WASHINGTON — President Barack Obama has approved the use of armed drones in Libya, authorizing U.S. airstrikes on ground forces for the first time since America turned over control of the operation to NATO on April 4.

It also is the first time that drones will be used for airstrikes since the conflict began on March 19, although they have routinely been flying surveillance missions, Defense Secretary Robert Gates told reporters at a Pentagon briefing Thursday.

He said the U.S. will provide up to two 24-hour combat air patrols each day by the unmanned Predators.

Marine Gen. James Cartwright, vice chairman of the Joint Chiefs of Staff, said the drones can help counteract the pro-Gadhafi forces’ tactic of traveling in civilian vehicles that make it difficult to distinguish them from rebel forces.

“What they will bring that is unique to the conflict is their ability to get down lower, therefore to be able to get better visibility on targets that have started to dig themselves into defensive positions,” Cartwright said. “They are uniquely suited for urban areas.”

He added, “It’s very difficult to pick friend from foe. So a vehicle like the Predator that can get down lower and can get IDs better helps us.”

Gates rejected the notion that the approval of drone strikes means that the U.S. will slowly get pulled back into a more active combat role, despite Obama’s promise to merely provide support for NATO.

U.S. forces played a lead role in the early days of the conflict, launching an onslaught of cruise missiles and bombs on Gadhafi’s surface-to-air missiles sites and advancing regime troops.

But with American forces stretched by the wars in Iraq and Afghanistan, as well as the humanitarian operations in Japan, the Pentagon turned the mission over to NATO, saying it would only do limited airstrikes to take out air defenses. The U.S., said Obama, would no longer do airstrikes to protect the civilian population.

Gates said that bringing in the Predators will give NATO a critical capability that the U.S. can uniquely contribute.

“I think this is a very limited additional role on our part, but it does provide some additional capabilities to NATO,” said Gates. “And if we can make a modest contribution with these armed Predators, we’ll do it. … I don’t think any of us sees that as mission creep.”

He said Obama has been clear that there will be no U.S. boots on the ground and that the main strike role would belong to the allies.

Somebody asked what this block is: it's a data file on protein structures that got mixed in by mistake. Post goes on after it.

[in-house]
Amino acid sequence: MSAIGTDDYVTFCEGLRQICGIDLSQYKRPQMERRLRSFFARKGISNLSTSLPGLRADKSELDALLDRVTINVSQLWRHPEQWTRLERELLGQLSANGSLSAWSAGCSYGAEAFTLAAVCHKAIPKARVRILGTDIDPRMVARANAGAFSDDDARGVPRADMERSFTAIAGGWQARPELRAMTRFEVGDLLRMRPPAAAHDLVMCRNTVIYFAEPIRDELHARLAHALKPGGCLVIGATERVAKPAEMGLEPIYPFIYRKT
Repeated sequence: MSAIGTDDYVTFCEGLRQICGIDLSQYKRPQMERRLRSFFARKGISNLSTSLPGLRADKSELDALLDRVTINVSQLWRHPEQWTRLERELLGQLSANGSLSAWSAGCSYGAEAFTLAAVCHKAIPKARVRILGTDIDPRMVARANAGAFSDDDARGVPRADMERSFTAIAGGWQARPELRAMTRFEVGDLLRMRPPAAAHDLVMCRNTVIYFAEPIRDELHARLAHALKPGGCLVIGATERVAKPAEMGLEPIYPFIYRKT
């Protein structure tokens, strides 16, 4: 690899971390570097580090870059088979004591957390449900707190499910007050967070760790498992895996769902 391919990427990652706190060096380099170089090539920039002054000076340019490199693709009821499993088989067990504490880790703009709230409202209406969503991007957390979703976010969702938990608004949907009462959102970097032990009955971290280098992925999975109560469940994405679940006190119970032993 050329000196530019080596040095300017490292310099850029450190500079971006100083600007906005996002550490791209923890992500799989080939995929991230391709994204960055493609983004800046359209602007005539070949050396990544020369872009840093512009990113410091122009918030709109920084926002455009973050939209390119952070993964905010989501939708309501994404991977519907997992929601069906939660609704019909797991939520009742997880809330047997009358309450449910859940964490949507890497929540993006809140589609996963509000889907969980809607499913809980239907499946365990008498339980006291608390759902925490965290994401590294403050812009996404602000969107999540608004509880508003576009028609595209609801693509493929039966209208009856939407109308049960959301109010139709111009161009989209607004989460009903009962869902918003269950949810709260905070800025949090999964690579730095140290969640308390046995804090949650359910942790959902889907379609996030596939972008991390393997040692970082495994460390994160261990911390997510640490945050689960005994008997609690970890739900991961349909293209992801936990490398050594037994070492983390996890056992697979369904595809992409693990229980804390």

The first Predator mission since Obama’s go-ahead was flown Thursday but the aircraft – armed with Hellfire missiles – turned back due to poor weather conditions without firing any of its munitions, Cartwright said.

Gates, who publicly expressed skepticism about getting involved militarily in Libya before Obama endorsed the limited intervention, said “the real work” of overthrowing Moammar Gadhafi will have to be done by the Libyans themselves.

While he acknowledged the conflict “is likely to take a while,” Gates also said the ongoing sanctions, arms embargo and NATO-led offensive have weakened Gadhafi’s military and eaten away at his supplies and cash. Over the long term, Gates said, that will hurt the regime’s ability to strike back at oppositions forces, if they rise up again in other cities.

At the same time, however, Gates said the administration’s decision to provide $25 million in nonlethal military assistance to the rebels did not signal a deeper U.S. commitment to anti-Gadhafi forces whose makeup, objectives and motives are still not fully understood in Washington.

The aid, he said, is not high-end military equipment but rather a hodge-podge of things like uniforms and canteens.

“I’m not worried about our canteen technology falling into the wrong hands,” he joked.

Asked how long he believes it will take the NATO-led air campaign to succeed, Gates replied, “The honest answer to that is, nobody knows.”

In other comments, Gates did not rule out major military program cuts to meet Obama’s goal to slash another $400 billion from the country’s national security spending over the next 12 years. But he laid out some programs he believes are vital, including the new Air Force refueling tanker and the replacement of some Navy ships.

“The worst of all possible worlds, in my view, is to give the entire Department of Defense a haircut – basically (saying) everybody is going to cut X percent,” Gates said, adding that he’s had one meeting with staff on the issue.

Instead, he said the Pentagon must lay out options and the risks involved if particular cuts are made and how they would affect military missions.

He added that he does not know how much of the cut the Pentagon will be expected to take.